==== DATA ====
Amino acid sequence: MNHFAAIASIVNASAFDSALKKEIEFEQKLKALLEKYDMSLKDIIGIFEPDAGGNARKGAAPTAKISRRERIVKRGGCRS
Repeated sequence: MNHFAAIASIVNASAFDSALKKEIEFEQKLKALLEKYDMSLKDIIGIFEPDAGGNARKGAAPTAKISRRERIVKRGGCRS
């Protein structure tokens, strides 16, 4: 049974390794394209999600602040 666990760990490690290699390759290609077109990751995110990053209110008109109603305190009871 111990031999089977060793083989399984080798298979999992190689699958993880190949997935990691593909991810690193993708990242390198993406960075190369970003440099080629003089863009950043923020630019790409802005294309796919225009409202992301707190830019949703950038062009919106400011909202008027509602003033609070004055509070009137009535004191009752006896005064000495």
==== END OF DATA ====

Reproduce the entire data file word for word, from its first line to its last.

Amino acid sequence: MNHFAAIASIVNASAFDSALKKEIEFEQKLKALLEKYDMSLKDIIGIFEPDAGGNARKGAAPTAKISRRERIVKRGGCRS
Repeated sequence: MNHFAAIASIVNASAFDSALKKEIEFEQKLKALLEKYDMSLKDIIGIFEPDAGGNARKGAAPTAKISRRERIVKRGGCRS
């Protein structure tokens, strides 16, 4: 049974390794394209999600602040 666990760990490690290699390759290609077109990751995110990053209110008109109603305190009871 111990031999089977060793083989399984080798298979999992190689699958993880190949997935990691593909991810690193993708990242390198993406960075190369970003440099080629003089863009950043923020630019790409802005294309796919225009409202992301707190830019949703950038062009919106400011909202008027509602003033609070004055509070009137009535004191009752006896005064000495």